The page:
In Lee County, Florida, Marilyn Stout won 73 percent of the vote in her committee race but party leaders backed her opponent Brenda Skupny due to a loyalty oath technicality. Stout did not sign and return the loyalty oath in time.
And the Fort Myers News-Press has been raising hell about it ever since. But they didn't stop there; they cast their eyes around the rest of the state, and found other candidates similarly victimized.
Including 19-year-old Derek Black in Palm Beach. And they decided that Derek Black also got screwed, even though he has family ties with Stormfront operator Don Black. While the News-Press staff does not sympathize with white nationalism, they apparently sympathize with democracy, and believe it should be applicable to all.
So Fort Myers News-Press staffers published two instant editorials supporting Derek Black's right to be seated as a committeeman. Although instant editorials don't carry as much weight as regular editorials, the staff members authoring them are accredited journalists, so they're just as official.
Both were published on December 16th, 2008. Here's the first instant editorial, entitled "Is it ever O.K. to reverse an election", published by David Plazas, the community conversation editor of The News-Press.
Our editorial “Respect voters’ decision” about the Lee County Republican committeewoman’s race has generated discussion in emails to me and online about whether it’s OK to recognize an election in some cases and not in others.
Marilyn Stout won 73 percent of the vote in her race, but party leaders backed her opponent Brenda Skupny due to a loyalty oath technicality.
Online contributor Laurence J. Gillis wrote that while he’d like to see Stout seated, he doesn’t want the son of a former Klansman seated as a Palm Beach County GOP committeeman.
Derek Black, 19, won 58 percent of the vote in his election, yet the party chair refused to seat him, citing a loyalty oath technicality, presumably because of his past associations with the Ku Klux Klan (his father was a former national grand wizard and he contributed to a youth message board on white nationalism).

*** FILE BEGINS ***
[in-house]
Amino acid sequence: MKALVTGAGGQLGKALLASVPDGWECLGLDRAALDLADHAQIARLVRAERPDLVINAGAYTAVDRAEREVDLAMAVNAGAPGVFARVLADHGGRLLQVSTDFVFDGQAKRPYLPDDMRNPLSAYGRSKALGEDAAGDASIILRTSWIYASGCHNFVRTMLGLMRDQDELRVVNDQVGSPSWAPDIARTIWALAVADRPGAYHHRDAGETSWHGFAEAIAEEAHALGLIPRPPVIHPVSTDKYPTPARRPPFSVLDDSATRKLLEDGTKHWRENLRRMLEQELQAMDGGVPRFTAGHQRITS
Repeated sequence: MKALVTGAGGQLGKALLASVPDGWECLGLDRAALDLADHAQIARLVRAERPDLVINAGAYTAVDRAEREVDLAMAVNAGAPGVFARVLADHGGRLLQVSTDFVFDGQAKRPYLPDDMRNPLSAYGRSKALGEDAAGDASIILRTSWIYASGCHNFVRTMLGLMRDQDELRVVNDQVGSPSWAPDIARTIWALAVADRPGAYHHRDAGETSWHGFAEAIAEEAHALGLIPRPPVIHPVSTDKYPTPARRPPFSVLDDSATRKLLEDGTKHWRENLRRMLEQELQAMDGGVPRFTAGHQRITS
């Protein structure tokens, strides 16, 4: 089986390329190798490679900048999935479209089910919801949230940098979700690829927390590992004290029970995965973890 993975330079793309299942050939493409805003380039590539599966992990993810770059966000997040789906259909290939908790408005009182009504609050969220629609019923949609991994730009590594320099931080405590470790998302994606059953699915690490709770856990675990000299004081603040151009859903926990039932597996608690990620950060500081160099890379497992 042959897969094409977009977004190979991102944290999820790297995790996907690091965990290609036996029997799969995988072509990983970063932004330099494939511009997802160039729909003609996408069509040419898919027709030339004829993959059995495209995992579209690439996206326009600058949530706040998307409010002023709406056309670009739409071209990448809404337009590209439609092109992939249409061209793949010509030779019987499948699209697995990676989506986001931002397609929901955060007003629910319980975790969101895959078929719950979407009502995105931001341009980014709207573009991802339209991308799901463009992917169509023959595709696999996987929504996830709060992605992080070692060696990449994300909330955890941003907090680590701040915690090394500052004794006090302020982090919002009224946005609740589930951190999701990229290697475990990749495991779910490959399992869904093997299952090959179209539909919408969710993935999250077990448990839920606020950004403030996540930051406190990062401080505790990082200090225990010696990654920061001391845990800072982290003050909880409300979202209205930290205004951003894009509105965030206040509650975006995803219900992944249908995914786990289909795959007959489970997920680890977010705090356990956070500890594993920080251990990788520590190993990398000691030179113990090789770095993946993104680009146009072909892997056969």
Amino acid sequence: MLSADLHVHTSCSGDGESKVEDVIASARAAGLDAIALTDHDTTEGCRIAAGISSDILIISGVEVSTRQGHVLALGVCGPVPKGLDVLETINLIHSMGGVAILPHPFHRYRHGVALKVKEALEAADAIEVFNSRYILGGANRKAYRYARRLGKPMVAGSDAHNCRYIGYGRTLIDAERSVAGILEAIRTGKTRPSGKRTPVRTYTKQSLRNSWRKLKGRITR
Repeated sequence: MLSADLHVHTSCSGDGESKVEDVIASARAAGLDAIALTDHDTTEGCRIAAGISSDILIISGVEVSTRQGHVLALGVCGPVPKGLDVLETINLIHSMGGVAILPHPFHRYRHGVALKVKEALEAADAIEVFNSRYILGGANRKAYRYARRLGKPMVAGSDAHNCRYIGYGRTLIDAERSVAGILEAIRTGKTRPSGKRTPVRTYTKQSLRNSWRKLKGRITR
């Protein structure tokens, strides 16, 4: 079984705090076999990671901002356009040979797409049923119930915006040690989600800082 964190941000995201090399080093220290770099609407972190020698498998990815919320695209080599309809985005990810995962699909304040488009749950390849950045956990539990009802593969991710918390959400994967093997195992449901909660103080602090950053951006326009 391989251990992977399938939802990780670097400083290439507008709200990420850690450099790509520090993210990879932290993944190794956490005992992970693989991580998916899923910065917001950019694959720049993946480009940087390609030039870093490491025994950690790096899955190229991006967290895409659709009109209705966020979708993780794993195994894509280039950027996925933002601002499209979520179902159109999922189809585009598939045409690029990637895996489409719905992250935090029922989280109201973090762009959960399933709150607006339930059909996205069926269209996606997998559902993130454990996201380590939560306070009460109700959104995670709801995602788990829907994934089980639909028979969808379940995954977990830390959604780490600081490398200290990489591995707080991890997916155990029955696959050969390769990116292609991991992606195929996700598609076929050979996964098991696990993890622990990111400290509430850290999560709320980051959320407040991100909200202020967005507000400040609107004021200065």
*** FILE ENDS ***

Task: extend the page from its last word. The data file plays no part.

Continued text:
Like Stout, Black won a majority.
And while voters may have been unaware of his past, undoing a fair election could ultimately undermine the credibility of the process.
And here's the second editorial, entitled "Seat the Klansman", published by Deron Snyder, an Editorial Writer/Conversation Ambassador for The News-Press.
The Republican Party of Palm Beach County — like its Lee County counterpart — is refusing to seat a winning candidate based on a technicality.
Derek Black won 167 of 287 votes for committeeman, but didn’t sign a loyalty oath.
Moreover, the oath requires candidates to avoid activities that are “likely to injure the name of the Republican Party.”
It turns out that Black has strong ties to the Ku Klux Klan.
Instead of overriding the people — like the Lee GOP in the case of Marilyn “73 Percent” Stout — Palm Beach Republicans should seat Black.
If they disagree with his philosophy, the free flow of ideas and public discourse will prove it.
It looks like Palm Beach Jewish Republican boss Sid Dinerstein outsmarted himself and pushed his luck a little too far. Backlash against him and other party bosses in Florida is building. The Duke-Black strategy of mainstreaming white nationalism is paying unexpected dividends.
By the way, Marilyn Stout has filed a grievance with the state party organization and is considering a lawsuit. Perhaps Derek Black and others similarly victimized might want to consider joining the suit and turning it into a class action suit.
All previous coverage of this story on this blog can be viewed HERE.